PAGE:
Classic History Books

The Path of Empire. A Chronicle of the United States as a World Power
by Carl Russell Fish

* A patrol squadron of cruisers under Commodore Howell was also established to protect the coast from
the Delaware capes to eastern Maine. "It can scarcely be supposed," writes Admiral Chadwick, "that such

action was taken but in deference to the unreasoning fear of dwellers on the coast."

It was, in fact, Spain which took the initiative and decided the matter. Her West India Squadron was
weak, even on paper, and was in a condition which would have made it madness to attempt to meet the

Americans without reenforcement. She therefore decided to dispatch a fighting fleet from her home

forces. Accordingly on the 29th of April, Admiral Cervera left the Cape Verde Islands and sailed

westward with one fast second-class battleship, the Cristobal Colon, three armored cruisers, and two

torpedo boat destroyers. It was a reasonably powerful fleet as fleets went in the Spanish War, yet it is

difficult to see just what good it could accomplish when it arrived on the scene of action. The naval

superiority in the West Indies would still be in the hands of the concentrated American Navy, for the

Spanish forces would still be divided, only more equally, between Spanish and Caribbean waters. The

American vessels, moreover, would be within easy distance of their home stations, which could supply

them with- every necessity. The islands belonging to Spain, on the other hand, were ill equipped to

become the base of naval operations. Admiral Cervera realized to the full the difficulty of the situation

and protested against an expedition which he feared would mean the fall of Spanish power, but public

opinion forced the ministry, and he was obliged to put to sea.

For nearly a month the Spanish fleet was lost to sight, and dwellers on the American coast were in a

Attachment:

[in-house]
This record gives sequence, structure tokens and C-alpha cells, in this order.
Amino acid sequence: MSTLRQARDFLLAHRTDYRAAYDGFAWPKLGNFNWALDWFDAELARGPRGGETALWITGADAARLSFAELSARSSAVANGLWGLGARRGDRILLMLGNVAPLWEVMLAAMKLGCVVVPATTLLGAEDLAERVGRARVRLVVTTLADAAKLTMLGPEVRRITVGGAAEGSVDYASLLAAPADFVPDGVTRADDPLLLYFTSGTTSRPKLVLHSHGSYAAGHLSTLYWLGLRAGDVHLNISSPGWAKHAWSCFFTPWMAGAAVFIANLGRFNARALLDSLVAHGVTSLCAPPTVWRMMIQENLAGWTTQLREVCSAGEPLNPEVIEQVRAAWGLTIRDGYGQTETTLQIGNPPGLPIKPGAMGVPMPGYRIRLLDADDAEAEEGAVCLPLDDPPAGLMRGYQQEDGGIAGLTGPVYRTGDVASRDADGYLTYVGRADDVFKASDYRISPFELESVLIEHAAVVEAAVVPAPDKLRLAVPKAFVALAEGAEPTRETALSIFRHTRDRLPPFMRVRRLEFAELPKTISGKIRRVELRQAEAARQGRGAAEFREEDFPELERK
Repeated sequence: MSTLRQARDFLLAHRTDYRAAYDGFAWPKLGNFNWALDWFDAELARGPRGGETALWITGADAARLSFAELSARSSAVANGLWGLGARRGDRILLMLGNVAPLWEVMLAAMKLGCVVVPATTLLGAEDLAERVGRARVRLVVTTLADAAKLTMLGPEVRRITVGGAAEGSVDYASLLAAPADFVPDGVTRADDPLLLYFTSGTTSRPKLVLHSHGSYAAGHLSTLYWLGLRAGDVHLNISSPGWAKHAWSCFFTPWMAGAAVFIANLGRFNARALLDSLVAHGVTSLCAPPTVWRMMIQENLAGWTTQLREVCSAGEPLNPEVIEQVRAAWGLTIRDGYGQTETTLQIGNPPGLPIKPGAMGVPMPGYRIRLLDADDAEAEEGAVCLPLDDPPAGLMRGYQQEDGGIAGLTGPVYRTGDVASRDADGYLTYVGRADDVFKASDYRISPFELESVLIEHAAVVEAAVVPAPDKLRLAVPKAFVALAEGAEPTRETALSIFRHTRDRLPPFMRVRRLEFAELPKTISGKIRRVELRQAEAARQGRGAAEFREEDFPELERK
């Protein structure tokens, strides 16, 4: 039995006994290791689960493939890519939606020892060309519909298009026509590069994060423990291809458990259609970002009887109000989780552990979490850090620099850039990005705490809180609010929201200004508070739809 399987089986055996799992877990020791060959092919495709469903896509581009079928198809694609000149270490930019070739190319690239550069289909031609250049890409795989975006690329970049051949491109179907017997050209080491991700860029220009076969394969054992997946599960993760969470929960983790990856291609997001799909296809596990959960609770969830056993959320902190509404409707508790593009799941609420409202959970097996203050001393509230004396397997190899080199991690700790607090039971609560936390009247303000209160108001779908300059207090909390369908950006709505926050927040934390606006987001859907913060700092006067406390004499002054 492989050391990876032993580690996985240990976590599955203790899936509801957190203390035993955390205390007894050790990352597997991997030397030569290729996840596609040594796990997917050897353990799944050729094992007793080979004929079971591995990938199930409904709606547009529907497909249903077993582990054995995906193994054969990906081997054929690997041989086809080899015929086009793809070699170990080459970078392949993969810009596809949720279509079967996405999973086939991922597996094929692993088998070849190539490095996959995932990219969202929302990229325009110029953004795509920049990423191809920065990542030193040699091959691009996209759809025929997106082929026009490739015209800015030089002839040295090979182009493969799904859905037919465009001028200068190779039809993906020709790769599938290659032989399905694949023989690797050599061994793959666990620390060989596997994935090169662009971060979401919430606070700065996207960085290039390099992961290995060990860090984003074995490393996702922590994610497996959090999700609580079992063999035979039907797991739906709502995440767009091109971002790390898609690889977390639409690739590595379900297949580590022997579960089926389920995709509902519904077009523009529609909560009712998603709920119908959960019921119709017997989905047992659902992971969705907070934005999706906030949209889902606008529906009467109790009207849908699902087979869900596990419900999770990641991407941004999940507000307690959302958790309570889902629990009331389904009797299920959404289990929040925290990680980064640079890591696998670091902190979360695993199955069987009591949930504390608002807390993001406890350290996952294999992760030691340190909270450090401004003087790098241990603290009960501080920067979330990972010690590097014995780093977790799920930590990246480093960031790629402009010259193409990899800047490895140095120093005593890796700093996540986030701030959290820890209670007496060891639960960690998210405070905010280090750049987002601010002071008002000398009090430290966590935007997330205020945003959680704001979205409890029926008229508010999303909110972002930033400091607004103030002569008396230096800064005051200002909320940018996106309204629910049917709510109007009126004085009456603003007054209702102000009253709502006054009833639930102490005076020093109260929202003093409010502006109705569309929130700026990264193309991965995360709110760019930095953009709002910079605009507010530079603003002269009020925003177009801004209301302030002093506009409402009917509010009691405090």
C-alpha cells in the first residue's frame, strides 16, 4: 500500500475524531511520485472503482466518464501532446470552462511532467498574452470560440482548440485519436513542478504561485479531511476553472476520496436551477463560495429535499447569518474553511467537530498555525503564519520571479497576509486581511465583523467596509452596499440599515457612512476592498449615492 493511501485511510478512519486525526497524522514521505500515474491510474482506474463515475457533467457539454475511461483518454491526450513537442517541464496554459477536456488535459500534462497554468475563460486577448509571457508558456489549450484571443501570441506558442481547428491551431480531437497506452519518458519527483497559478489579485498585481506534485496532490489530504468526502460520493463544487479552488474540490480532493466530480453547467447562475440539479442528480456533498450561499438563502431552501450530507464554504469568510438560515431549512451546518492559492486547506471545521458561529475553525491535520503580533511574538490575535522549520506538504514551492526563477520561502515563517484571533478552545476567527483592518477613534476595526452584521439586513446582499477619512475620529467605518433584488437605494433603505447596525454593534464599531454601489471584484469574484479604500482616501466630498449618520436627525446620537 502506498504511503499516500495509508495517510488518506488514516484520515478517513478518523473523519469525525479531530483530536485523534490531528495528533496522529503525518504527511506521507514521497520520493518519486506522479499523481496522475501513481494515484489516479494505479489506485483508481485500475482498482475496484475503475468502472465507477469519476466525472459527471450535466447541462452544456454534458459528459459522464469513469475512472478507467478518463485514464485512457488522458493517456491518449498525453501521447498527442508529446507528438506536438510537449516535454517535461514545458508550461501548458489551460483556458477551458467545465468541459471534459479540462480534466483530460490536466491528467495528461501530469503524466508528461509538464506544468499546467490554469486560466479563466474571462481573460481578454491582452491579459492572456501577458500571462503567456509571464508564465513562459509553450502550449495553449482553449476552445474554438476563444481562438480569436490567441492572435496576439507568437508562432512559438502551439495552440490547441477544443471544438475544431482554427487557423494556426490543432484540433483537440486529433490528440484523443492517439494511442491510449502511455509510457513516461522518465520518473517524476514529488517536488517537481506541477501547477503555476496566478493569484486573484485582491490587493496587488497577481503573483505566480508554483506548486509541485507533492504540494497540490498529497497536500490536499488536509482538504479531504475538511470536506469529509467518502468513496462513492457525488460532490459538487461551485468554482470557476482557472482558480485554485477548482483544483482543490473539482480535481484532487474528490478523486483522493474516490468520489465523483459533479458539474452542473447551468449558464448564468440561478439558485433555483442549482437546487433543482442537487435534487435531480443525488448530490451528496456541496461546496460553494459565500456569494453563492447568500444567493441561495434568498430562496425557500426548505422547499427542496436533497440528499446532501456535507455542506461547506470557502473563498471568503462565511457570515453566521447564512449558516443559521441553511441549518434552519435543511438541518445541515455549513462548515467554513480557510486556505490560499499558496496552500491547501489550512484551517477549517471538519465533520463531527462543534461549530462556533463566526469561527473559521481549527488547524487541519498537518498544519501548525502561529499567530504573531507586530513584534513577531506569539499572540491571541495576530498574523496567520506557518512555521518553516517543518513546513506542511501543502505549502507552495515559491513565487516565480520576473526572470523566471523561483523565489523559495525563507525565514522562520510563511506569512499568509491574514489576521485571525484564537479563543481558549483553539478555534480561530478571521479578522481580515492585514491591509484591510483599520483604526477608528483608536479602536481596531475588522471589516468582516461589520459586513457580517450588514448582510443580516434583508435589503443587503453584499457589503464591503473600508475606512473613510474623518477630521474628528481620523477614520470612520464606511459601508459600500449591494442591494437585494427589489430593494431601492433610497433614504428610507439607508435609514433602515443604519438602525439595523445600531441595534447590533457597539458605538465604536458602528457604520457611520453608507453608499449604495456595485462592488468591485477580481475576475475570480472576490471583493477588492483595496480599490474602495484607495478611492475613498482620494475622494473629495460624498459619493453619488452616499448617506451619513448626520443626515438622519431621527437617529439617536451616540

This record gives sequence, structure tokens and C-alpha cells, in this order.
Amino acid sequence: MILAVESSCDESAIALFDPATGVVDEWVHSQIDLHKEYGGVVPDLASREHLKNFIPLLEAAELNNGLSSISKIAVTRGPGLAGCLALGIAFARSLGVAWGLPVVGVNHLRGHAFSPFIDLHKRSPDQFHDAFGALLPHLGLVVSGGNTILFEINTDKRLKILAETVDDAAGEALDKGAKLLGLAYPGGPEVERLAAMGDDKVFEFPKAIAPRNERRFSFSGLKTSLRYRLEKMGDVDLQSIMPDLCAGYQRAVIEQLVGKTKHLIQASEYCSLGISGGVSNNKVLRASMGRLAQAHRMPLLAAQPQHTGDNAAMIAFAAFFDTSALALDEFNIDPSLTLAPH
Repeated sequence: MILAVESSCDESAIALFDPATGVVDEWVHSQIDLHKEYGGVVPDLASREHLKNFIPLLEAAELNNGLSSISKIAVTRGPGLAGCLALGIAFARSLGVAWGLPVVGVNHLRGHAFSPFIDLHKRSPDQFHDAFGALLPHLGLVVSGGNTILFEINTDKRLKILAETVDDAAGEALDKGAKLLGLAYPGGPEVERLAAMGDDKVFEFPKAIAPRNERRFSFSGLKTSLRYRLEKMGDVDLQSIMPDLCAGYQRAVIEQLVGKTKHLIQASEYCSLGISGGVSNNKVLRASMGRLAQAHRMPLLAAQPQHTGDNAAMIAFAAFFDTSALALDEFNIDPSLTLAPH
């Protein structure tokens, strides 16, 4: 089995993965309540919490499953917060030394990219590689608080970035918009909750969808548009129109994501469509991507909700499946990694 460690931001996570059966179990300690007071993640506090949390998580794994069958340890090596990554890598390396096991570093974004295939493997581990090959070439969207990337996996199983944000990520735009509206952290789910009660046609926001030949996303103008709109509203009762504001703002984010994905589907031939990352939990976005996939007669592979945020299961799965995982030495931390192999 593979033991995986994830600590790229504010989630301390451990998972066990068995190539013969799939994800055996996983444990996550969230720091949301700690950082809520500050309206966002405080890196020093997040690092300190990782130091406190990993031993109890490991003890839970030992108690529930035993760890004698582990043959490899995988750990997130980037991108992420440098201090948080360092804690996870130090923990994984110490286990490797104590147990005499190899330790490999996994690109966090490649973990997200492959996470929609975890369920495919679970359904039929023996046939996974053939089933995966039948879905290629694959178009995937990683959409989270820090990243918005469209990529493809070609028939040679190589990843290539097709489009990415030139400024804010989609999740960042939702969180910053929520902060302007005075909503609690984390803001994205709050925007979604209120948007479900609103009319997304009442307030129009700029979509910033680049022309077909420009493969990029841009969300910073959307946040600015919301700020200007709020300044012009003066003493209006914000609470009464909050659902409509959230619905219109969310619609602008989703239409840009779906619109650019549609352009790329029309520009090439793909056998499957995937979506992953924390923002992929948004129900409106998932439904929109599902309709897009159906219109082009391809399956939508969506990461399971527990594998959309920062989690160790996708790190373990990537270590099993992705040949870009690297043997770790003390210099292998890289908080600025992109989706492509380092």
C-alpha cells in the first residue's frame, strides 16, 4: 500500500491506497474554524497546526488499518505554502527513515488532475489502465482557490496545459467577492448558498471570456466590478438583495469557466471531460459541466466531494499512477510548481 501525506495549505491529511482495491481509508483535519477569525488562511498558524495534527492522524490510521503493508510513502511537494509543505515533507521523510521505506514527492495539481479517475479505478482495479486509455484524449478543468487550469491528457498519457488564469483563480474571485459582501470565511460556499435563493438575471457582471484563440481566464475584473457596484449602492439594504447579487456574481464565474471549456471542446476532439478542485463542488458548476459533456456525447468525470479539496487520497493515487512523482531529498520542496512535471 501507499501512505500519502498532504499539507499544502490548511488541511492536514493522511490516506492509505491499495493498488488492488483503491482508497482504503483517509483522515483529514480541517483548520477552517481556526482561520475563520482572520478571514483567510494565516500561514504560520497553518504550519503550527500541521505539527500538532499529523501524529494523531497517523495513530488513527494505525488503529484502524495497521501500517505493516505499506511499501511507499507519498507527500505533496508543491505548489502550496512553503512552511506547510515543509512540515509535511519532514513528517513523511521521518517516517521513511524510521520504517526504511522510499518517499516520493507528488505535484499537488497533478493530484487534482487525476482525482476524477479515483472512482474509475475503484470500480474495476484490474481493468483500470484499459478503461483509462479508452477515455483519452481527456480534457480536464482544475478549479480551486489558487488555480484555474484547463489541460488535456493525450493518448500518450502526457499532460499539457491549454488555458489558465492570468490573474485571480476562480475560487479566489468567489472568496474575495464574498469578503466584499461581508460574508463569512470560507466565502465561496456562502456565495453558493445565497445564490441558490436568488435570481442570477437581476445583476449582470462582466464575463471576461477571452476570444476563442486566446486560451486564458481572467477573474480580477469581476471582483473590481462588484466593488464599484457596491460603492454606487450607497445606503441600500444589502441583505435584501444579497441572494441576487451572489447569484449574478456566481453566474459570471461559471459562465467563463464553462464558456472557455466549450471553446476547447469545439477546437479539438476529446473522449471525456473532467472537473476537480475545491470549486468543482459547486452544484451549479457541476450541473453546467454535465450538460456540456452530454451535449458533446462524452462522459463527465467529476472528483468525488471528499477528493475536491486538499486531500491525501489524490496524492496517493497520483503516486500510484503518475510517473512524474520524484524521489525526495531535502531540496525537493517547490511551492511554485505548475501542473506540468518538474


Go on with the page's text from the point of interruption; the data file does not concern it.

panic of apprehension. Cervera's objective was guessed to be everything from a raid on Bar Harbor to an

attack on the Oregon, then on its shrouded voyage from the Pacific coast. Cities on the Atlantic seaboard

clamored for protection, and the Spanish fleet was magnified by the mist of uncertainty until it became a

national terror. Sampson, rightly divining that Cervera would make for San Juan, the capital and chief

seaport of Porto Rico, detached from his blockading force a fighting squadron with which he sailed east,

but not finding the Spanish fleet he turned back to Key West. Schley, with the Flying Squadron, was then

ordered to Cienfuegos. In the meantime Cervera was escaping detection by the American scouts by

taking an extremely southerly course; and with the information that Sampson was off San Juan, the

Spanish Admiral sailed for Santiago de Cuba, where he arrived on May 19, 1898.

Though Cervera was safe in harbor, the maneuver of the American fleet cannot be called unsuccessful.
Cervera would have preferred to be at San Juan, where there was a navy yard and where his position

would have obliged the American fleet either to split into two divisions separated by eight hundred miles

or to leave him free range of action. Next to San Juan he would have preferred Havana or, Cienfuegos,

which were connected by railroad and near which lay the bulk of the Spanish Army. He found himself

instead at the extreme eastern end of Cuba in a port with no railroad connection with Havana, partly

blocked by the insurgents, and totally unable to supply him with necessities.

Unless Cervera could leave Santiago, his expedition would obviously have been useless. Though it was
the natural function of the American fleet to blockade him, for a week after his arrival there was an

interesting game of hide and seek between the two fleets. The harbors of Cienfuegos and of Santiago are

both landlocked by high hills, and Cervera had entered Santiago without being noticed by the Americans,

as that part of the coast was not under blockade. Schley thought Cervera was at Cienfuegos; Sampson

was of the opinion that he was at Santiago. When it became known that the enemy had taken refuge in

Santiago, Schley began the blockade on the 28th of May, but stated that he could not continue long in

position owing to lack of coal. On the 1st of June Sampson arrived and assumed command of the

blockading squadron.


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